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Manchester an ‘exciting model’ for advanced materials

The University of Manchester has published a collection of expert insights into advanced materials and how the university is helping Greater Manchester become a global leader in innovative materials.

David Lidington, Minister for the Cabinet Office, and James Baker, CEO of Graphene@Manchester, at the GEIC. Credit: University of Manchester

The On Materials collection was launched to coincide with the national Advanced Materials Show in Warwickshire on 10 July, which was kickstarted with a plenary chaired by James Baker, Chief Executive of Graphene@Manchester. 

James Baker said: 

“The University of Manchester has real strengths and world-leading research capabilities in advanced materials, and this has been further strengthened with our campus hosting the National Graphene Institute, the Graphene Engineering Innovation Centre (GEIC), the Henry Royce Institute and the BP International Centre for Advanced Materials. 

“Manchester is also creating an ecosystem of academia and supply chain companies – including spin-outsstart-ups and overseas investors – to create capability both in Manchester and with our partners across the UK and internationally. This is a very exciting model of innovation.”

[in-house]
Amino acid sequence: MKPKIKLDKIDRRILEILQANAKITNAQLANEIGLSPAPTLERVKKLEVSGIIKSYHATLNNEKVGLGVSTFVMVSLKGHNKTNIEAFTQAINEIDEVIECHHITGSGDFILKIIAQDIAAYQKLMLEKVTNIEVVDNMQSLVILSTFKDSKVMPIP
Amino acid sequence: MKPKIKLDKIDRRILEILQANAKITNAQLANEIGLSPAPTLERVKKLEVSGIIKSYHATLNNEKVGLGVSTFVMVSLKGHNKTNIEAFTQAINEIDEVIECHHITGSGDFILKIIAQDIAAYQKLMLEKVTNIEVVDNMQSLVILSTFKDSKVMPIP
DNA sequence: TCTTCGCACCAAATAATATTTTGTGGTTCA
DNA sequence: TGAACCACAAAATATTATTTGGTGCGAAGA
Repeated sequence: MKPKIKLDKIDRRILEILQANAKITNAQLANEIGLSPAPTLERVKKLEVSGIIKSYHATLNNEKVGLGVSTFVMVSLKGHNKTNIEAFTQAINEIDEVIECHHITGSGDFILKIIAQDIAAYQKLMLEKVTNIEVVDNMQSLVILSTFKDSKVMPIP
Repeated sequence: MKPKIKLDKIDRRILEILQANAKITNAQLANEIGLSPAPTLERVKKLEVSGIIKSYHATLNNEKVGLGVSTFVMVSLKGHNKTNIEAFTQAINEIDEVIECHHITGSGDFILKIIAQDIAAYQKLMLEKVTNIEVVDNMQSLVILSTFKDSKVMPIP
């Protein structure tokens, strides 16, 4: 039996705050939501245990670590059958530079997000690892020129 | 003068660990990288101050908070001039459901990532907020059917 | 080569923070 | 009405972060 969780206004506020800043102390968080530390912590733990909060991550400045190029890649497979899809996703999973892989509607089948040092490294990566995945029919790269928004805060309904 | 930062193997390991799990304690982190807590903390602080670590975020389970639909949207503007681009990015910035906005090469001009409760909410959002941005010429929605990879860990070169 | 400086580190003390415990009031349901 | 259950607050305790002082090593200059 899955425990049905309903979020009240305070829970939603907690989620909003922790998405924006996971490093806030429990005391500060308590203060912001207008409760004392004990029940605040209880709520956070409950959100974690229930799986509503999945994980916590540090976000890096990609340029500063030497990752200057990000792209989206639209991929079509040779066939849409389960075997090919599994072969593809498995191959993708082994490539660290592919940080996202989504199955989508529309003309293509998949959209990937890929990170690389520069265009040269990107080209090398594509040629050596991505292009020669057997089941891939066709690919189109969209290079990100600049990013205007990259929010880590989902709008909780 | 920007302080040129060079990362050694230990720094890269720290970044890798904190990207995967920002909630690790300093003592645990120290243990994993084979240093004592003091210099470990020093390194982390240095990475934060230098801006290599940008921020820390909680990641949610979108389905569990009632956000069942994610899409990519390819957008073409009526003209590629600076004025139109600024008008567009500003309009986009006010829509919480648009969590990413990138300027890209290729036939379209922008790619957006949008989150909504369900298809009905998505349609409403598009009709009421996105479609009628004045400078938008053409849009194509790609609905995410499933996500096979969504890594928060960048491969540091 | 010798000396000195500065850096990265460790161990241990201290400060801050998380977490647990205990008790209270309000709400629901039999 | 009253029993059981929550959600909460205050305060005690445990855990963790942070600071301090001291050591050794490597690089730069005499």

As well as offering insights from Manchester experts on topics such as biomaterials, graphene, plastics and innovative surfaces, On Materials calls for radical changes to the UK’s approach to advanced materials. This includes a call for a wider adoption of the ‘Manchester Model’ – which is built on a ‘science supply chain’ that runs seamlessly between academia and business.  

The ‘Manchester model’ was recently praised by Cabinet Office Minister and de facto deputy Prime Minister, David Lidington. During a visit to the GEIC in June, the Minister said: 

“The Graphene City project here at Manchester, which includes a community of engineers and scientists who are working with business, is absolutely fantastic. It’s a pointer to the future and we should have more of this model across the rest of the country – successfully bringing together education and business.” 

Image credit: University of Manchester

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